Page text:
In an analysis of the civil liberties aspects of the assassination of Lee Harvey Oswald, the American Civil Liberties Union said the “public interest” would be served if the commission named by President Johnson were to make “a thorough examination of the treatment accorded Oswald, including his right to counsel, the nature of the interrogation, his physical security while under arrest, and the effect of pretrial publicity on Oswald’s right to a fair trial.”

In the public interest the Guardian has devoted one–half of the issue of Dec. 19 to a lawyer’s brief in the Oswald case which has been sent by the author to Justice Earl Warren as head of the fact–finding commission inquiring into the circumstances of the assassination of President Kennedy. The author is Mark Lane, a well known New York defense attorney, who has represented almost all the civil rights demonstrators arrested in New York. He has also served as defense counsel in a number of murder cases involving young persons.

In 1959, he helped organize the Reform Democrats in New York, an insurgent movement within the Democratic Party, was the first candidate of the movement to be nominated to the New York State Legislature and was elected in 1960.

In his letter to Justice Warren accompanying the brief, Lane urged that defense counsel be named for Oswald so that all aspects of the case might be vigorously pursued, particularly since Oswald was denied a trial during his lifetime. It is an ironic note, as the ACLU statement said, that “if Oswald had lived to stand trial and were convicted, the courts would very likely have reversed the conviction because of the prejudicial pretrial publicity.”

The Guardian’s publication of Lane’s brief presumes only one thing: a man’s innocence, under U.S. law, unless or until proved guilty. It is the right of any accused, whether his name is Oswald, Ruby, or Byron de la Beckwith, the man charged with the murder of Medgar Evers in Mississippi. A presumption of innocence is the rock upon which American jurisprudence rests. Surely it ought to apply in the “crime of the century” as in the meanest back–alley felony.

We ask all our readers to study this document, show it to as many persons as you can (extra copies are available on request) and send us your comment. Any information or analysis based on fact that can assist the Warren Commission is in the public interest — an interest which demands that everything possible be done to establish the facts in this case.

A Lawyer’s Brief

Four weeks after the murders of President Kennedy and Lee Oswald, the National Guardian published an extended essay by Mark Lane, who pointed out that the existing evidence was not sufficient to have convicted Oswald at trial. Soon afterwards, the essay was expanded and published by the magazine as a pamphlet.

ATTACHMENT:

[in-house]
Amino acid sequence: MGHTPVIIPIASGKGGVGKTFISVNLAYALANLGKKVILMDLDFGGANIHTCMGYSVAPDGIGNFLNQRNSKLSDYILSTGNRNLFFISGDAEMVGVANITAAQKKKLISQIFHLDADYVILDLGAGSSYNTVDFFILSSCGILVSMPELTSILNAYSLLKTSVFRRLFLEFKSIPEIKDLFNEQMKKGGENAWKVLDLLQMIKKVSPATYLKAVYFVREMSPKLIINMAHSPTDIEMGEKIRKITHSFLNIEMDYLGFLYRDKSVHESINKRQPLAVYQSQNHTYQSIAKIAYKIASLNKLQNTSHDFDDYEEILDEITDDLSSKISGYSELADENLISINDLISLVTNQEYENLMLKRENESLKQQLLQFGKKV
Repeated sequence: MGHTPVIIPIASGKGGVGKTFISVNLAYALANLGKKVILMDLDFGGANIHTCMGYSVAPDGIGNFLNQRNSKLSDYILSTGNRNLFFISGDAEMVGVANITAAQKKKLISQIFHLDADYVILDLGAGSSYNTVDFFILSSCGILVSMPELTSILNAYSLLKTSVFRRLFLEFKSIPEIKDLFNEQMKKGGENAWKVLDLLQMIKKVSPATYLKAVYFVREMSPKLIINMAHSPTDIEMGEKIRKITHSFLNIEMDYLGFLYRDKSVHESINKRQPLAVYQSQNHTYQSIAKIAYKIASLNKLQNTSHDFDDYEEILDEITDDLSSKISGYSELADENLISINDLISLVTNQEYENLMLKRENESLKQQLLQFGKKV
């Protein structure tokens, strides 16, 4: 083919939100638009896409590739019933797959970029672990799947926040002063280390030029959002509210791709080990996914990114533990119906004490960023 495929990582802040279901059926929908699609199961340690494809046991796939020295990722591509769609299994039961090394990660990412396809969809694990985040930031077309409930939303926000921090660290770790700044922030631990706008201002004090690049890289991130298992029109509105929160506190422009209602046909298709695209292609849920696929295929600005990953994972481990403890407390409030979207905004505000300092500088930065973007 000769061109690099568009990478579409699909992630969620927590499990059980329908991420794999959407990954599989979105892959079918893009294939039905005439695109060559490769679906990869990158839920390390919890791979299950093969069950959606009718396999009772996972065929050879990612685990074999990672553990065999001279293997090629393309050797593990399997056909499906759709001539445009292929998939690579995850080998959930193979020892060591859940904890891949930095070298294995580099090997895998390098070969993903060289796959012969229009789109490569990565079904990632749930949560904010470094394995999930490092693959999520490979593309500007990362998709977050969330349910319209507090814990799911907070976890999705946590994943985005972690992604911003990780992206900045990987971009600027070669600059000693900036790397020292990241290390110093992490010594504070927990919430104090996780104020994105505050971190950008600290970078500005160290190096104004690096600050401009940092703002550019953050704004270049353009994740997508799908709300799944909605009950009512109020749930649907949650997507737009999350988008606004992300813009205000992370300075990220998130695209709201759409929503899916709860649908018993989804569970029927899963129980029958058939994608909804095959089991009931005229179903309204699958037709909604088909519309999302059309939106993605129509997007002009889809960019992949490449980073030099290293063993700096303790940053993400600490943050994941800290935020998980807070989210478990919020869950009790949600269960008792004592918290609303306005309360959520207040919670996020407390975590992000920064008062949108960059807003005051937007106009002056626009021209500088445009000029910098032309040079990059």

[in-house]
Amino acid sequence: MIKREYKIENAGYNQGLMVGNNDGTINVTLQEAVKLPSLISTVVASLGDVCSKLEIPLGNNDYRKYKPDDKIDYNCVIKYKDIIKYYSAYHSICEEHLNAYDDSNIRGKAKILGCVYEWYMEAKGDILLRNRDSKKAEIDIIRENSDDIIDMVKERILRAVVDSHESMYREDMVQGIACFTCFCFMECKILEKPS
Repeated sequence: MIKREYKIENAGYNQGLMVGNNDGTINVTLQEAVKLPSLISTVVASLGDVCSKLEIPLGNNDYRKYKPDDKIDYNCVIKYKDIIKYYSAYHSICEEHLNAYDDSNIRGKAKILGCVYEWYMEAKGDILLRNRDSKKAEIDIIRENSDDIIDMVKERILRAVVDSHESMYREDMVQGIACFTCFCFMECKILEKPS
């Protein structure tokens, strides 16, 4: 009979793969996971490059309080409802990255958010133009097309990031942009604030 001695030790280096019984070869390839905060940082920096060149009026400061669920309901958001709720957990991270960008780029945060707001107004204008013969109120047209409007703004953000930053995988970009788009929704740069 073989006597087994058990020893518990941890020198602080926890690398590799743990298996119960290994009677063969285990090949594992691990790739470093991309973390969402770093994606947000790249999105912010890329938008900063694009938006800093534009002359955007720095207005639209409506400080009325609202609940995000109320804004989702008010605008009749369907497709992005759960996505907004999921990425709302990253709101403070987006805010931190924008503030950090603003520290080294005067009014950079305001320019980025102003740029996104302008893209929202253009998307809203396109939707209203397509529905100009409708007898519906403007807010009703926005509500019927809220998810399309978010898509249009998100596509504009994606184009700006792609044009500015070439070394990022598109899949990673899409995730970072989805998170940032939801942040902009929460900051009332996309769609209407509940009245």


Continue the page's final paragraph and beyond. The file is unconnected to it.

This Version

The National Guardian no longer exists, and copies of Lane’s pamphlet are now collectors’ items. The text has been available online for many years at http://karws.gso.uri.edu/jfk/. It is available here for the first time in correct HTML, and has been split into sections for ease of reading online.

Half a Century Later

Lane’s text stands up well. He makes the original case against Oswald seem very weak, despite the fact that some of the strongest evidence of Oswald’s innocence was still to be discovered:

  • The paraffin tests were yet to be subjected to a controlled neutron activation analysis, which proved that Oswald had not fired a rifle on the day of the assassination.
  • Edgewood Arsenal had not yet tested the effect of bullets striking bone. These tests showed that the so–called magic bullet could not have broken Governor Connally’s ribs and wrist, and proved that more than one gunman had been involved in the assassination.
  • The Zapruder film, which by disproving the single–bullet theory also confirmed the existence of more than one gunman, would not be widely seen until 12 years later.

Errors of fact are very few, and trivial. For example, there were no other employees with Oswald in the second–floor lunch room when, according to the official account, he was seen drinking a Coke.

Lane wrote his essay before the Warren Commission had begun its work. He expressed confidence that Earl Warren would perform an honest investigation of the crime. Sadly, the Warren Commission became a by–word for a whitewash.

One aspect of the case has, unfortunately, remained constant. Lane describes the willingness of the media in 1963 to assume without question that because someone in authority states that Oswald was guilty, Oswald must have been guilty.

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22 November 1963